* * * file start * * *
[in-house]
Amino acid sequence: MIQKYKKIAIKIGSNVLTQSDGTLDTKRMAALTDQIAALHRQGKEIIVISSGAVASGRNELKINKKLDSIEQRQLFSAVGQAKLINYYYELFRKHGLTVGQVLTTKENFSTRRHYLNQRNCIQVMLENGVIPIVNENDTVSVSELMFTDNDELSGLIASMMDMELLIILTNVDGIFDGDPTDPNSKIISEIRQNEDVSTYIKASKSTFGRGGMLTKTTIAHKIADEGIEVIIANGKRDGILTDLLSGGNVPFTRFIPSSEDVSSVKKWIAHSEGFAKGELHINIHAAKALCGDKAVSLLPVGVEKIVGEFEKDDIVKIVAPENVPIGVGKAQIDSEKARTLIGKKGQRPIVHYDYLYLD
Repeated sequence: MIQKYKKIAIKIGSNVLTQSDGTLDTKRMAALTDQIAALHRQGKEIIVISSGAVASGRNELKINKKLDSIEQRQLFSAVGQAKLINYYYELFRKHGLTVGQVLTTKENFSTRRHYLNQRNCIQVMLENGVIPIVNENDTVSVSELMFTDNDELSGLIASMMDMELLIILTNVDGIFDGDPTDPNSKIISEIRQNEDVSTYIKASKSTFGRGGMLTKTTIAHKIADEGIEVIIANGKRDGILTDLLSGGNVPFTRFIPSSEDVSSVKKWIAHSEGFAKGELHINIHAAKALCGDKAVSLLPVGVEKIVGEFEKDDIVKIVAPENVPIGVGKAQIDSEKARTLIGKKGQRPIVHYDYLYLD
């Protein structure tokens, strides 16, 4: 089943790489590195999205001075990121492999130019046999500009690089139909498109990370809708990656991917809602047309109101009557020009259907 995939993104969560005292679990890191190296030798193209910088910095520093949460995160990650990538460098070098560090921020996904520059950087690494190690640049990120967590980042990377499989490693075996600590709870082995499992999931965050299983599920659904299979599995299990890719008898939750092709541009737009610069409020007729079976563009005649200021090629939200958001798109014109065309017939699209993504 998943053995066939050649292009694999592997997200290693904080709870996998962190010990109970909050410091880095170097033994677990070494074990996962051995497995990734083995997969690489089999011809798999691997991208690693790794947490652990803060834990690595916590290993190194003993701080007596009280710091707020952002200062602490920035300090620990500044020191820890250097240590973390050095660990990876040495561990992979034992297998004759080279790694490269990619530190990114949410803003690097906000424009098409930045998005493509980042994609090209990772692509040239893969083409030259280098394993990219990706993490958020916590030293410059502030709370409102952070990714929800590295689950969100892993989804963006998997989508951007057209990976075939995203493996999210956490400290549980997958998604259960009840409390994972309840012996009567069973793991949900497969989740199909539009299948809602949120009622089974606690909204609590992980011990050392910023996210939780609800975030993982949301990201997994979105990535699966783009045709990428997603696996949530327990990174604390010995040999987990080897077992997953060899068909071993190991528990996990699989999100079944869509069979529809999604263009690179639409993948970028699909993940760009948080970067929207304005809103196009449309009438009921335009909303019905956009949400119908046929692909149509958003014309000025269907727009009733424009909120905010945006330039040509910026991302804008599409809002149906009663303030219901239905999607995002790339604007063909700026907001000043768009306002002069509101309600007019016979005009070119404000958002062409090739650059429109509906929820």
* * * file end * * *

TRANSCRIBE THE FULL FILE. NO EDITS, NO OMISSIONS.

[in-house]
Amino acid sequence: MIQKYKKIAIKIGSNVLTQSDGTLDTKRMAALTDQIAALHRQGKEIIVISSGAVASGRNELKINKKLDSIEQRQLFSAVGQAKLINYYYELFRKHGLTVGQVLTTKENFSTRRHYLNQRNCIQVMLENGVIPIVNENDTVSVSELMFTDNDELSGLIASMMDMELLIILTNVDGIFDGDPTDPNSKIISEIRQNEDVSTYIKASKSTFGRGGMLTKTTIAHKIADEGIEVIIANGKRDGILTDLLSGGNVPFTRFIPSSEDVSSVKKWIAHSEGFAKGELHINIHAAKALCGDKAVSLLPVGVEKIVGEFEKDDIVKIVAPENVPIGVGKAQIDSEKARTLIGKKGQRPIVHYDYLYLD
Repeated sequence: MIQKYKKIAIKIGSNVLTQSDGTLDTKRMAALTDQIAALHRQGKEIIVISSGAVASGRNELKINKKLDSIEQRQLFSAVGQAKLINYYYELFRKHGLTVGQVLTTKENFSTRRHYLNQRNCIQVMLENGVIPIVNENDTVSVSELMFTDNDELSGLIASMMDMELLIILTNVDGIFDGDPTDPNSKIISEIRQNEDVSTYIKASKSTFGRGGMLTKTTIAHKIADEGIEVIIANGKRDGILTDLLSGGNVPFTRFIPSSEDVSSVKKWIAHSEGFAKGELHINIHAAKALCGDKAVSLLPVGVEKIVGEFEKDDIVKIVAPENVPIGVGKAQIDSEKARTLIGKKGQRPIVHYDYLYLD
């Protein structure tokens, strides 16, 4: 089943790489590195999205001075990121492999130019046999500009690089139909498109990370809708990656991917809602047309109101009557020009259907 995939993104969560005292679990890191190296030798193209910088910095520093949460995160990650990538460098070098560090921020996904520059950087690494190690640049990120967590980042990377499989490693075996600590709870082995499992999931965050299983599920659904299979599995299990890719008898939750092709541009737009610069409020007729079976563009005649200021090629939200958001798109014109065309017939699209993504 998943053995066939050649292009694999592997997200290693904080709870996998962190010990109970909050410091880095170097033994677990070494074990996962051995497995990734083995997969690489089999011809798999691997991208690693790794947490652990803060834990690595916590290993190194003993701080007596009280710091707020952002200062602490920035300090620990500044020191820890250097240590973390050095660990990876040495561990992979034992297998004759080279790694490269990619530190990114949410803003690097906000424009098409930045998005493509980042994609090209990772692509040239893969083409030259280098394993990219990706993490958020916590030293410059502030709370409102952070990714929800590295689950969100892993989804963006998997989508951007057209990976075939995203493996999210956490400290549980997958998604259960009840409390994972309840012996009567069973793991949900497969989740199909539009299948809602949120009622089974606690909204609590992980011990050392910023996210939780609800975030993982949301990201997994979105990535699966783009045709990428997603696996949530327990990174604390010995040999987990080897077992997953060899068909071993190991528990996990699989999100079944869509069979529809999604263009690179639409993948970028699909993940760009948080970067929207304005809103196009449309009438009921335009909303019905956009949400119908046929692909149509958003014309000025269907727009009733424009909120905010945006330039040509910026991302804008599409809002149906009663303030219901239905999607995002790339604007063909700026907001000043768009306002002069509101309600007019016979005009070119404000958002062409090739650059429109509906929820």